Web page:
LONDON: Britain’s economy grew faster than expected in the third quarter, revised official data showed Friday, indicating no impact yet from the nation’s looming exit from the European Union.
Gross domestic product expanded by 0.6 percent in the three months to the end of September, up from the previous estimate of 0.5 percent, the Office for National Statistics (ONS) said in a statement.
Activity was greater than expected due to upward revisions on the output of the business services and finance industries, it added.
“Robust consumer demand continued to help the UK economy grow steadily in the third quarter of 2016,” noted Darren Morgan, head of GDP at the ONS.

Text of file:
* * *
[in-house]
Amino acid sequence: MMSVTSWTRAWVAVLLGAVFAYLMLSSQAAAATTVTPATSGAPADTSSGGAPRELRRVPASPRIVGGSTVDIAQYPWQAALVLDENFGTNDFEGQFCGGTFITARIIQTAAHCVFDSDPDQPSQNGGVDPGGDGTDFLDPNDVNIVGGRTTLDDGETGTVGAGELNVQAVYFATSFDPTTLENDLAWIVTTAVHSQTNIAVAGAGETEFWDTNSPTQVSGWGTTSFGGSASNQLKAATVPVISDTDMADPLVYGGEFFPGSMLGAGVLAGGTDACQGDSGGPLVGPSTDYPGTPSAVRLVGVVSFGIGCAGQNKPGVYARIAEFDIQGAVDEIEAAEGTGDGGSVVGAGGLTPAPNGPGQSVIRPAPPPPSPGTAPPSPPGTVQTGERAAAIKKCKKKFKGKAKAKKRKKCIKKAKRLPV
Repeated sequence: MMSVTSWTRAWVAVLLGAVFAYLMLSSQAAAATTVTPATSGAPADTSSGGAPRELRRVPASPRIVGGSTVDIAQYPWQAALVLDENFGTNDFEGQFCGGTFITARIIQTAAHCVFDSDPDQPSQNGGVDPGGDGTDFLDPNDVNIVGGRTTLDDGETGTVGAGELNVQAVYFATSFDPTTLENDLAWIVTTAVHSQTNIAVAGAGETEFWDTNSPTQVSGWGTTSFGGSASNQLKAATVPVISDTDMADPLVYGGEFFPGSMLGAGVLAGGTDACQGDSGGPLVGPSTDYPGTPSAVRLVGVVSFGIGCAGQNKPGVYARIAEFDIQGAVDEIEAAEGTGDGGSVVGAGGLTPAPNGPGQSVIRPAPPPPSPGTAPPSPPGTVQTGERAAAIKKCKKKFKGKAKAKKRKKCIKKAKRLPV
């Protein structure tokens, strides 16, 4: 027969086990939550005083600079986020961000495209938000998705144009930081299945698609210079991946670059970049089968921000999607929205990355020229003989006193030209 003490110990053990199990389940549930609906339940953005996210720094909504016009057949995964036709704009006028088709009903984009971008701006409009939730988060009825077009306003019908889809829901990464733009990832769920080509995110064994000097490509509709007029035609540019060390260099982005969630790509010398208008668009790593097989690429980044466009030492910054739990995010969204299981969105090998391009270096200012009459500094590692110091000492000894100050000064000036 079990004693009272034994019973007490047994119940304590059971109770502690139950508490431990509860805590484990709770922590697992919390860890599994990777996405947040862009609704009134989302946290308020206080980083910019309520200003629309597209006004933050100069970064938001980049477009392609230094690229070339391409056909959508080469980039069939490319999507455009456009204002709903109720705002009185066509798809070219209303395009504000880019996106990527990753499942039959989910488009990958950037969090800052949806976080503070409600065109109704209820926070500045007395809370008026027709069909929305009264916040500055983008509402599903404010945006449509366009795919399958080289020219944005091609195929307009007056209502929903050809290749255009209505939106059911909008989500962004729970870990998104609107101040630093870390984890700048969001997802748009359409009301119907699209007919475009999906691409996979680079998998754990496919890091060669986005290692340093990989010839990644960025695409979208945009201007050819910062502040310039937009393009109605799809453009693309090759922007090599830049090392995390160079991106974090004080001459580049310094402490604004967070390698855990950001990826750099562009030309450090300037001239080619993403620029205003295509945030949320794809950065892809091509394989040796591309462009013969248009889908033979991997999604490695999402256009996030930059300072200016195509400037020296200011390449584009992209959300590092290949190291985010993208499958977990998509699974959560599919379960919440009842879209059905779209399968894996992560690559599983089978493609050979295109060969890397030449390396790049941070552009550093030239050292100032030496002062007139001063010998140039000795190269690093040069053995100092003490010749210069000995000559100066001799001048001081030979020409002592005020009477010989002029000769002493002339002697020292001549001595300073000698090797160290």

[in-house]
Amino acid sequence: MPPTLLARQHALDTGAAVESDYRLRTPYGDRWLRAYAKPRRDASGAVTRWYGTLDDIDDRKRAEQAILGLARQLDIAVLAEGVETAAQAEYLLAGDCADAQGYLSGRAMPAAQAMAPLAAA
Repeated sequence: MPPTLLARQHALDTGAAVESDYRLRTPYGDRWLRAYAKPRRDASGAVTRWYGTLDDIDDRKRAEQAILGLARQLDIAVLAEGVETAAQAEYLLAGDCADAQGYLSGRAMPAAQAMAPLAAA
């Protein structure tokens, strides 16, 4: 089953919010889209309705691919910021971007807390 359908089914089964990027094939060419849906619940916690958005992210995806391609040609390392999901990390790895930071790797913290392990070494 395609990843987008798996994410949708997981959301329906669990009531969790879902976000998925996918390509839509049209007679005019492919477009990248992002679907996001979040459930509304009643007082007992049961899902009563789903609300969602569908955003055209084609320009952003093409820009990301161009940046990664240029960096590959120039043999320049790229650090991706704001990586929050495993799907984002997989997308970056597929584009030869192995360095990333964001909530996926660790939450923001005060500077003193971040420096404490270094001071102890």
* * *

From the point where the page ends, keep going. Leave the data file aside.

“Growth was slightly stronger than first thought, though, due to greater output in the financial sector.
“New figures on services also suggest that growth in that predominant sector of the economy continued into October, helped in large part by another strong showing from the retailers.”
The ONS meanwhile revised down its growth estimates for the first and second quarters by 0.1 percentage points, to 0.3 percent and 0.6 percent respectively.
“The fundamentals of the UK economy are strong, but there remain challenges ahead,” a Treasury spokesman said.
Economists point to an economy intact since the June 23 referendum in favour of Britain leaving the EU—but some also warn of looming trouble.